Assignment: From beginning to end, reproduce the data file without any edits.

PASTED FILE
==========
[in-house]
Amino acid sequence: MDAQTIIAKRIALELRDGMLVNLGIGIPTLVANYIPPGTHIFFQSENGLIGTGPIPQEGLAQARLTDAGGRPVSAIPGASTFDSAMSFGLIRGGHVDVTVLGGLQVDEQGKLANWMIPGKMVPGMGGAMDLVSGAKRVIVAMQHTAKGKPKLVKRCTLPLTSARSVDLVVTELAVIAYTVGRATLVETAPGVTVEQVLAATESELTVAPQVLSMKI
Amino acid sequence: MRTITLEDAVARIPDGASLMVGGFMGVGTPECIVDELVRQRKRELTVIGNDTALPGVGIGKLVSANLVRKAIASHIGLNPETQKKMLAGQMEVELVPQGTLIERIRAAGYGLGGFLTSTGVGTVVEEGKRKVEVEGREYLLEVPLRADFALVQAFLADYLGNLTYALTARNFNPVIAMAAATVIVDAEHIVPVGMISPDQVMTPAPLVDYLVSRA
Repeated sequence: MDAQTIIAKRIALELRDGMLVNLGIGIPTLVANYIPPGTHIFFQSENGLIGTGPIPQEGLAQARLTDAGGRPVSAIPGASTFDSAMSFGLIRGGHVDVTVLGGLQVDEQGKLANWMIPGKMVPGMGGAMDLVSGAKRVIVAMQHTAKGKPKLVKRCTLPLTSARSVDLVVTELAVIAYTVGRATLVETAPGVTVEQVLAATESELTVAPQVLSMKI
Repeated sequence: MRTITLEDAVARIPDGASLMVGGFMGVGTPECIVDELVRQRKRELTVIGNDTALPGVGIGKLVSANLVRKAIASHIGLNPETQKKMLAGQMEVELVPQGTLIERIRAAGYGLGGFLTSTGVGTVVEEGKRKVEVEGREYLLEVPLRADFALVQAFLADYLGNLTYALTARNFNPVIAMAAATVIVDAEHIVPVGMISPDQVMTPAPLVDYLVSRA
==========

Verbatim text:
[in-house]
Amino acid sequence: MDAQTIIAKRIALELRDGMLVNLGIGIPTLVANYIPPGTHIFFQSENGLIGTGPIPQEGLAQARLTDAGGRPVSAIPGASTFDSAMSFGLIRGGHVDVTVLGGLQVDEQGKLANWMIPGKMVPGMGGAMDLVSGAKRVIVAMQHTAKGKPKLVKRCTLPLTSARSVDLVVTELAVIAYTVGRATLVETAPGVTVEQVLAATESELTVAPQVLSMKI
Amino acid sequence: MRTITLEDAVARIPDGASLMVGGFMGVGTPECIVDELVRQRKRELTVIGNDTALPGVGIGKLVSANLVRKAIASHIGLNPETQKKMLAGQMEVELVPQGTLIERIRAAGYGLGGFLTSTGVGTVVEEGKRKVEVEGREYLLEVPLRADFALVQAFLADYLGNLTYALTARNFNPVIAMAAATVIVDAEHIVPVGMISPDQVMTPAPLVDYLVSRA
Repeated sequence: MDAQTIIAKRIALELRDGMLVNLGIGIPTLVANYIPPGTHIFFQSENGLIGTGPIPQEGLAQARLTDAGGRPVSAIPGASTFDSAMSFGLIRGGHVDVTVLGGLQVDEQGKLANWMIPGKMVPGMGGAMDLVSGAKRVIVAMQHTAKGKPKLVKRCTLPLTSARSVDLVVTELAVIAYTVGRATLVETAPGVTVEQVLAATESELTVAPQVLSMKI
Repeated sequence: MRTITLEDAVARIPDGASLMVGGFMGVGTPECIVDELVRQRKRELTVIGNDTALPGVGIGKLVSANLVRKAIASHIGLNPETQKKMLAGQMEVELVPQGTLIERIRAAGYGLGGFLTSTGVGTVVEEGKRKVEVEGREYLLEVPLRADFALVQAFLADYLGNLTYALTARNFNPVIAMAAATVIVDAEHIVPVGMISPDQVMTPAPLVDYLVSRA